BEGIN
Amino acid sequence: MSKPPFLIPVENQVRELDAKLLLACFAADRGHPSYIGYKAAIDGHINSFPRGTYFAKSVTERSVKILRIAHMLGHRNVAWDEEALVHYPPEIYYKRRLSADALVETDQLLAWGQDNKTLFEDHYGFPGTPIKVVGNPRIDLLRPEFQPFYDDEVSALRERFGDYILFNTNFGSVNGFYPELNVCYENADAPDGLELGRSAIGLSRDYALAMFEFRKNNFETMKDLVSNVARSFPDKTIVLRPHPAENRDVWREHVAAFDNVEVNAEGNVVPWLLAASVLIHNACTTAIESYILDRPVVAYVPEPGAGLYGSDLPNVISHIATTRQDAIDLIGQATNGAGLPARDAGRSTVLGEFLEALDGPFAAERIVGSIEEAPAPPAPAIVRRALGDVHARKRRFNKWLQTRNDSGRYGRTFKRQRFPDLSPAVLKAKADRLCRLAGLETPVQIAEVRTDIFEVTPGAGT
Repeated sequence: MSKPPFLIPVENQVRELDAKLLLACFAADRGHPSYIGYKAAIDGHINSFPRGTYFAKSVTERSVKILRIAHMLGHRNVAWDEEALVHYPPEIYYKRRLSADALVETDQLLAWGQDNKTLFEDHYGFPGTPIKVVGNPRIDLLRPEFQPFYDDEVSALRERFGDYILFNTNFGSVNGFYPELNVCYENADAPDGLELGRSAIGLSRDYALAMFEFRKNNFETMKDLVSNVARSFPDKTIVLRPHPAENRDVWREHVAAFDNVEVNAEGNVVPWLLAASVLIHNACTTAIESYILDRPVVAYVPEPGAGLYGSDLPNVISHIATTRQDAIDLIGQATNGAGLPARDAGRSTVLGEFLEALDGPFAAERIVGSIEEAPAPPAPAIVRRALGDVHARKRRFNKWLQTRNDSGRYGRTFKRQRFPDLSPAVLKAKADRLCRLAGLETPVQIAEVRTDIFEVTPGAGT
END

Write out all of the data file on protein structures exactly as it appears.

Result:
Amino acid sequence: MSKPPFLIPVENQVRELDAKLLLACFAADRGHPSYIGYKAAIDGHINSFPRGTYFAKSVTERSVKILRIAHMLGHRNVAWDEEALVHYPPEIYYKRRLSADALVETDQLLAWGQDNKTLFEDHYGFPGTPIKVVGNPRIDLLRPEFQPFYDDEVSALRERFGDYILFNTNFGSVNGFYPELNVCYENADAPDGLELGRSAIGLSRDYALAMFEFRKNNFETMKDLVSNVARSFPDKTIVLRPHPAENRDVWREHVAAFDNVEVNAEGNVVPWLLAASVLIHNACTTAIESYILDRPVVAYVPEPGAGLYGSDLPNVISHIATTRQDAIDLIGQATNGAGLPARDAGRSTVLGEFLEALDGPFAAERIVGSIEEAPAPPAPAIVRRALGDVHARKRRFNKWLQTRNDSGRYGRTFKRQRFPDLSPAVLKAKADRLCRLAGLETPVQIAEVRTDIFEVTPGAGT
Repeated sequence: MSKPPFLIPVENQVRELDAKLLLACFAADRGHPSYIGYKAAIDGHINSFPRGTYFAKSVTERSVKILRIAHMLGHRNVAWDEEALVHYPPEIYYKRRLSADALVETDQLLAWGQDNKTLFEDHYGFPGTPIKVVGNPRIDLLRPEFQPFYDDEVSALRERFGDYILFNTNFGSVNGFYPELNVCYENADAPDGLELGRSAIGLSRDYALAMFEFRKNNFETMKDLVSNVARSFPDKTIVLRPHPAENRDVWREHVAAFDNVEVNAEGNVVPWLLAASVLIHNACTTAIESYILDRPVVAYVPEPGAGLYGSDLPNVISHIATTRQDAIDLIGQATNGAGLPARDAGRSTVLGEFLEALDGPFAAERIVGSIEEAPAPPAPAIVRRALGDVHARKRRFNKWLQTRNDSGRYGRTFKRQRFPDLSPAVLKAKADRLCRLAGLETPVQIAEVRTDIFEVTPGAGT